Polish director Malgorzata Szumowska’s English language debut may be a victim of bad timing, given that many of the themes and imagery it contains are hugely redolent of the TV adaptation of The Handmaid’s Tale. This tale of a young woman coming of age in the confines of a religious cult is visually arresting throughout, and the simple story is poetically told. However, with the narrative largely explored through a litany of excessively blunt symbolism, it obfuscates rather than clarifies and erodes the dramatic impact.

Selah (Raffey Cassidy) has been a member of ‘the Flock’ since birth, the first to have been born into the cult. It’s headed, and dominated, by the Shepherd (Michiel Huisman) the sole male who runs the cult in a fashion similar to the Amish. There is no modern technology and the Flock are entirely self-sufficient. The women are wear modest woollen dresses, dyed red for the ‘wives’, and blue for the ‘daughters’. As she ages into the normal transition period for becoming a wife, Selah’s unshakeable faith in her prophet begins to waver, and then she discovers the truth about her late mother, the Shepherd’s favourite.

Cassidy and Huisman are compelling adversaries, playing a twisted game of attraction and repulsion. Huisman is handsome and charismatic enough that the hold he has over his flock is believable, but also exhibits that glimmer of insecurity that helps Selah’s doubts bloom. Cassidy (The Killing of a Sacred Deer, Vox Lux) for her part strengthens her indie darling credentials, handling the disturbing psychosexual elements with impressive skill.

None of the other women are given anything beyond token characterisation, beyond Denise Gough as a ‘wife’ side-lined as an outcast (presumably for disobedience given the livid scars her body bears). She bonds with Selah after the younger woman is made to sleep away from the group after beginning her period (this nod to the Book of Leviticus part of the biblical grab bag the Shepherd utilises). While the parallel between menstruation and the attainment of womanhood and self-awareness is a cliché, it helps Szumowska wrestle the focus of this sex cult tale away from the masculine virility of its leader and towards the emancipation of the flock.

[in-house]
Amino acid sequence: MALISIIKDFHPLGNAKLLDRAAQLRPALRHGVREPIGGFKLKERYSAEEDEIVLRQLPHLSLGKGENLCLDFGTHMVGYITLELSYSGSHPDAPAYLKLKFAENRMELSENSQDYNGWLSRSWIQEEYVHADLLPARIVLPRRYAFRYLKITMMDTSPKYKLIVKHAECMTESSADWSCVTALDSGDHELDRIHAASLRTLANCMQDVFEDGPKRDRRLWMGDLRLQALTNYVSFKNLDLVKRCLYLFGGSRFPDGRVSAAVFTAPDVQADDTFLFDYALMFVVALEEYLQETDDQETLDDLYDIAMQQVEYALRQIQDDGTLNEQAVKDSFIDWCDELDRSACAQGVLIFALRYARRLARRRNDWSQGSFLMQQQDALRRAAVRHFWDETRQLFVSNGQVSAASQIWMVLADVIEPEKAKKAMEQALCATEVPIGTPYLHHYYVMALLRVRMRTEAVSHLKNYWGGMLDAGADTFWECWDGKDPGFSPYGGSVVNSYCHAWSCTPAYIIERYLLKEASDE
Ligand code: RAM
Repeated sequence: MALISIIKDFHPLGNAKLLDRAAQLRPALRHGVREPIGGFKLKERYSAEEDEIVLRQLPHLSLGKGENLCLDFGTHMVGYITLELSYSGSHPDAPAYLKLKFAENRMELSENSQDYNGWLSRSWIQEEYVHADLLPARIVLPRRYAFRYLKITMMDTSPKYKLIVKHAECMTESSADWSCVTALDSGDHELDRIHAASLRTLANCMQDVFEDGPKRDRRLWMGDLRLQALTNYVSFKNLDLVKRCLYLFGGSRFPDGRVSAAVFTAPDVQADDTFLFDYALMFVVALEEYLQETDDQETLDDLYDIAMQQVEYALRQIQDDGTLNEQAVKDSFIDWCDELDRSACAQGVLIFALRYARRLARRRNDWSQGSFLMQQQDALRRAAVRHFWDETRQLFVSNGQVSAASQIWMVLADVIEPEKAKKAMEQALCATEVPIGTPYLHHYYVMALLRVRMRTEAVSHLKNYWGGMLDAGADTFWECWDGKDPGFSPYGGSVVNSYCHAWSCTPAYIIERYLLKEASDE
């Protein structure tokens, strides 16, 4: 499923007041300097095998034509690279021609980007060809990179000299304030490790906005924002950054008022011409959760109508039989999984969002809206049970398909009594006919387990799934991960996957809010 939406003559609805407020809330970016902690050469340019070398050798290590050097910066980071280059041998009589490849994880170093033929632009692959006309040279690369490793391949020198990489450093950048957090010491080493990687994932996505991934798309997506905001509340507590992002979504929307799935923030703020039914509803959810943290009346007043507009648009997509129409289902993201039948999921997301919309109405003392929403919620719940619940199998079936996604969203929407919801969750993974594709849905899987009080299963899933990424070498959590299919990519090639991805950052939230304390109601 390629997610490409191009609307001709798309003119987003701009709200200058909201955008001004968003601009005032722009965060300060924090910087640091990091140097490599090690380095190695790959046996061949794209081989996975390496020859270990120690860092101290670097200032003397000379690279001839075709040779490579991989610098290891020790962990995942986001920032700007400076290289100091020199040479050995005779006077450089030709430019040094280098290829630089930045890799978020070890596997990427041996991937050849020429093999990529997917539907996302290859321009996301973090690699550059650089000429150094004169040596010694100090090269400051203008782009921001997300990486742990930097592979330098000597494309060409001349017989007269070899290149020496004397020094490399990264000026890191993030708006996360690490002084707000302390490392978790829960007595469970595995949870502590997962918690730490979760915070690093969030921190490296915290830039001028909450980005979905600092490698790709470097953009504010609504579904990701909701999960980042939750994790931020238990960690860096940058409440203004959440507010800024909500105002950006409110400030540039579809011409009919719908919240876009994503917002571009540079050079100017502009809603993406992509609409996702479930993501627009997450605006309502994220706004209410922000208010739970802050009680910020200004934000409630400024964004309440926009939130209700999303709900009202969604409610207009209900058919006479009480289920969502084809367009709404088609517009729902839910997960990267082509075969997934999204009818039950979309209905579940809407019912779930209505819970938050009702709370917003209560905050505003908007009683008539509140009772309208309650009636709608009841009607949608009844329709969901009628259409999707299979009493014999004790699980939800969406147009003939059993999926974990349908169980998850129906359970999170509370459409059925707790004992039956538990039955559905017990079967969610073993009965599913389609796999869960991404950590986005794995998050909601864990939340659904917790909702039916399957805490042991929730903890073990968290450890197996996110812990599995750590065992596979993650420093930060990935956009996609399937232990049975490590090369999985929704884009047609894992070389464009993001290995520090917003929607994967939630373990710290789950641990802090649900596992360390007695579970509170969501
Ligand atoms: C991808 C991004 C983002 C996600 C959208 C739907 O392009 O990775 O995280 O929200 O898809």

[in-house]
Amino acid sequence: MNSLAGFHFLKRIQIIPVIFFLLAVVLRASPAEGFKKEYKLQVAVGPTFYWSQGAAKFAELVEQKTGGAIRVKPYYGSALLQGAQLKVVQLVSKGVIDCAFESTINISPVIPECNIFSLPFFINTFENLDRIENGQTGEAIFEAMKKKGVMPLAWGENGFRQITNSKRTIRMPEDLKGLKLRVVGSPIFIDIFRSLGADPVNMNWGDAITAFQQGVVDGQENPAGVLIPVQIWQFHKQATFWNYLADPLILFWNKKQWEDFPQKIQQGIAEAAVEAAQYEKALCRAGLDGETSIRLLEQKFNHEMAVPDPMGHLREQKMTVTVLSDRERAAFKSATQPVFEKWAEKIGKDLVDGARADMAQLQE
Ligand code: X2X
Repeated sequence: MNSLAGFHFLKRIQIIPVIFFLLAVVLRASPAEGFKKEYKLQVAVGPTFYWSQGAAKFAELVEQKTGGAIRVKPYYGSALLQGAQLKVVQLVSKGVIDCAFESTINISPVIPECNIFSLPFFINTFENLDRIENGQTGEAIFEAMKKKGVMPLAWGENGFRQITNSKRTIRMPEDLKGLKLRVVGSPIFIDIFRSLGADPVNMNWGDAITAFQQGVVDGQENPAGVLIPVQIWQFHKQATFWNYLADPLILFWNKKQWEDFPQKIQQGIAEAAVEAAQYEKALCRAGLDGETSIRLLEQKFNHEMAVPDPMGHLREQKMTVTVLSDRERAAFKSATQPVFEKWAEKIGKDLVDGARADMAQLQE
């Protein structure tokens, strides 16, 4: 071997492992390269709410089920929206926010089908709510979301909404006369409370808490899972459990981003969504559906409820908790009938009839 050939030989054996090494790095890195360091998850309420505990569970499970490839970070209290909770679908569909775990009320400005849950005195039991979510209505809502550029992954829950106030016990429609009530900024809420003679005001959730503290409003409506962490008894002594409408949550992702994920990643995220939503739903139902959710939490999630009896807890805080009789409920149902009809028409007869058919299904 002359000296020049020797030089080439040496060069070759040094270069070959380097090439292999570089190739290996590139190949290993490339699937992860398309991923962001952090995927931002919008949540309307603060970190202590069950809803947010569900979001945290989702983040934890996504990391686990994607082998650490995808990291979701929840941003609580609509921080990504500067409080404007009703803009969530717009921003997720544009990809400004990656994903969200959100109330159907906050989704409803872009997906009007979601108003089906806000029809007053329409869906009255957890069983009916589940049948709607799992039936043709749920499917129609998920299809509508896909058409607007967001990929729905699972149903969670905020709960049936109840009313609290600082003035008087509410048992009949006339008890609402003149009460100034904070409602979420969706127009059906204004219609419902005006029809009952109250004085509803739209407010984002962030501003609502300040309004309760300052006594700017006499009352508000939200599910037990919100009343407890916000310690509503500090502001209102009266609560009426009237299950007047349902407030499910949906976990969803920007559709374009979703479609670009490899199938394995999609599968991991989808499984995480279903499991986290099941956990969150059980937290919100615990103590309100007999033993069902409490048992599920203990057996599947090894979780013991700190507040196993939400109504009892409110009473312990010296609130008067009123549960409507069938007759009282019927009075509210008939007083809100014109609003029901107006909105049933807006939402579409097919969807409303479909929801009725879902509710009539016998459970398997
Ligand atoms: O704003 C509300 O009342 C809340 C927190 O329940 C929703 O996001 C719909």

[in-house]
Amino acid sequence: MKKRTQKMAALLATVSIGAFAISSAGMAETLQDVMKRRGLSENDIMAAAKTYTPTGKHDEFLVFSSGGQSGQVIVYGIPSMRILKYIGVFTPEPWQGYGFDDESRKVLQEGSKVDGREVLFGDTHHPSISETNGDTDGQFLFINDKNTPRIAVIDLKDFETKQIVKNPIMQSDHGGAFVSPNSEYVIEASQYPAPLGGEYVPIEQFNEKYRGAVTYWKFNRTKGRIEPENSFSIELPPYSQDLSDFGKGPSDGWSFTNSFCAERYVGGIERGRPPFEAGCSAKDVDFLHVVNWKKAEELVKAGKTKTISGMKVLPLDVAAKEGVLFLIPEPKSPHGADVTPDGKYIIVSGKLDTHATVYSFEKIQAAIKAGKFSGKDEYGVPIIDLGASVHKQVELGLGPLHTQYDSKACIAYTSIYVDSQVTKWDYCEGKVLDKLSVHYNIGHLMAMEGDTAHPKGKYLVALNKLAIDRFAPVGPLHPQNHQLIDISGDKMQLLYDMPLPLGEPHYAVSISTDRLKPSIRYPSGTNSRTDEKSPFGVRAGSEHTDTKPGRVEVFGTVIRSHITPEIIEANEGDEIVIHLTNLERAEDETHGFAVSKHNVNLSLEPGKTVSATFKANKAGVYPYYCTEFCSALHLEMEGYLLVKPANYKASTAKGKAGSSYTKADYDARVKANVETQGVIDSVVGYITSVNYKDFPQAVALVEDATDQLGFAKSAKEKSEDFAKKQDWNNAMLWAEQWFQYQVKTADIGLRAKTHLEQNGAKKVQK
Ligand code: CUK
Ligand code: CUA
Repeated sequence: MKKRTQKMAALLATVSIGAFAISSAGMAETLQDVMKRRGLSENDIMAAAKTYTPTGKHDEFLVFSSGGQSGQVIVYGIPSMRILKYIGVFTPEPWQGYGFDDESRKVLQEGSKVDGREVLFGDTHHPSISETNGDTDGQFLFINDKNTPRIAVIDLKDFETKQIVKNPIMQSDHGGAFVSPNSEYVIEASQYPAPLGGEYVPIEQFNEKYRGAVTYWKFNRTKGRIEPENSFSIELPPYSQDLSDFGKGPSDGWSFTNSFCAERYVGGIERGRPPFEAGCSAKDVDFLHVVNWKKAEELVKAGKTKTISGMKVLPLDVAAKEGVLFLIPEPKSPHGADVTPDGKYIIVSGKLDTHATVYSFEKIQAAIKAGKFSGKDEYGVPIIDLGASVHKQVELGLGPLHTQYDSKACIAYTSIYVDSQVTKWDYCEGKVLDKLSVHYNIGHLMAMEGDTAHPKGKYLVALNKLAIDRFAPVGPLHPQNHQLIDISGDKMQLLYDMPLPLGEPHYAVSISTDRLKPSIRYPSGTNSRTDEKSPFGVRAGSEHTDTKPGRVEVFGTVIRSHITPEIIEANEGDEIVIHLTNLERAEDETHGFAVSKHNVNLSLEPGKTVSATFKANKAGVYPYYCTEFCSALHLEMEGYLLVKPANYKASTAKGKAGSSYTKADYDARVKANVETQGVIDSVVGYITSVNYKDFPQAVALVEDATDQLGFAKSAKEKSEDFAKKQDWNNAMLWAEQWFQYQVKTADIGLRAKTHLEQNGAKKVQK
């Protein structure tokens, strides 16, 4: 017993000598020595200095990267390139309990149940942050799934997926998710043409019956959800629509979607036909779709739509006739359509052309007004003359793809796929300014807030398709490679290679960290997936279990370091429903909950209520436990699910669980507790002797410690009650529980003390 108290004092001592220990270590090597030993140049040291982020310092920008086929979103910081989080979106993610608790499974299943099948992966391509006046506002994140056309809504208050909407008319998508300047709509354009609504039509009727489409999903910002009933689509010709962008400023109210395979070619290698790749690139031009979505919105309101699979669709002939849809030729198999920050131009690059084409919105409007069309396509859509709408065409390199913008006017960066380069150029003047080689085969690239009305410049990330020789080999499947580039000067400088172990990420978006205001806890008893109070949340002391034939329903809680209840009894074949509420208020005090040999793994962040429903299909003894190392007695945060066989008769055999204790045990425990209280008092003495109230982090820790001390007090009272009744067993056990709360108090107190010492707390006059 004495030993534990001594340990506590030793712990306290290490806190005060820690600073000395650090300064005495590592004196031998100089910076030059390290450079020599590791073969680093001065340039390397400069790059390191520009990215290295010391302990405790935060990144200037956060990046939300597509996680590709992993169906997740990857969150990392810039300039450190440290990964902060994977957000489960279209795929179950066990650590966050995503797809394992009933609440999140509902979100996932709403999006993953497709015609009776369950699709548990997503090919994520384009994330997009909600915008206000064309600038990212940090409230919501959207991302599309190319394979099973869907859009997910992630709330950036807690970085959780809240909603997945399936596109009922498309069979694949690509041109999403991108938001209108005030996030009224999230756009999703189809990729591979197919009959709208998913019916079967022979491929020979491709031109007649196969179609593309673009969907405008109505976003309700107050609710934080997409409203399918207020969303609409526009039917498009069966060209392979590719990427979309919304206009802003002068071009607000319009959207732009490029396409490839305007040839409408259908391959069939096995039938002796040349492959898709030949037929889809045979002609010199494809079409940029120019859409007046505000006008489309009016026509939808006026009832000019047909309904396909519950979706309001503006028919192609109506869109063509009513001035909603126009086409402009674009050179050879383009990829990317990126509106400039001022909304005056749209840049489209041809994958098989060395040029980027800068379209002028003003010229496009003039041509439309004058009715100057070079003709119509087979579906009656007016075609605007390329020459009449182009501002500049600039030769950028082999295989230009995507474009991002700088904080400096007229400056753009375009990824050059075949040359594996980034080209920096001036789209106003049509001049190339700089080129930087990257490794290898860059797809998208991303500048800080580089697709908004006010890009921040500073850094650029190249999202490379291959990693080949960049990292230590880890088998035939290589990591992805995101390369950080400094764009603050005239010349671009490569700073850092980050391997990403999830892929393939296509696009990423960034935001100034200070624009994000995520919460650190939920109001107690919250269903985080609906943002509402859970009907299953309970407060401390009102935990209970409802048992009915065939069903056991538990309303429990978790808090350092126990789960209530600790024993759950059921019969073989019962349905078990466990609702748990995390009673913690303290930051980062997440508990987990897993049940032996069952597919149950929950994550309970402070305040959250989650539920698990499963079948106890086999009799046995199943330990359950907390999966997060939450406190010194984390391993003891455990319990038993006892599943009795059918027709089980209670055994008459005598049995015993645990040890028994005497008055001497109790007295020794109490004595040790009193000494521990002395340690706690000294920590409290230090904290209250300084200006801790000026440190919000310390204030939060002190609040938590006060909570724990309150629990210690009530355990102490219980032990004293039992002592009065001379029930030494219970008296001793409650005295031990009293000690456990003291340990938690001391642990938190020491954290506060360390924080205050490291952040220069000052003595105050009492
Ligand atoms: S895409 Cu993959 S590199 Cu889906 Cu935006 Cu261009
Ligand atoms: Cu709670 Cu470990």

As in her earlier films, Szumowska plays with the context of the female form, and the way it wields power. In Elles, the bodies of Anaïs Demoustier and Joanna Kulig are utilised by those women as transactional; in Mug, the naked figure of Malgorzata Gorol is cast as the unobtainable dream woman to the maimed hero, and in The Other Lamb, Gough’s skyclad nudity is coded as that of a dark goddess figure like that of Lilith, associated with the left-hand path. Its in the elliptical depiction of female empowerment that The Other Lamb excels.

Where The Other Lamb is less successful is in finding a satisfying resolution. While Szumowska’s dedication to showing, not telling is admirably rigorous it also resists deserved catharsis for Selah. Instead there’s too much recourse to obvious visual metaphor (Shepherd is at his most powerful in a heavily wooded area, at his most vulnerable he’s leading the reluctant Flock through a deforested wilderness, tree stumps galore), and one too many shots of Selah in a stare-off against the loan ram of the Flock’s actual flock. However, for all its blunt force poetic sense it’s a consistently beautiful, engrossing film that could play as a more obtuse companion piece and thematic prequel to Sean Durkin‘s Martha Marcy May Marlene.

As part of Glasgow Film Festival 2020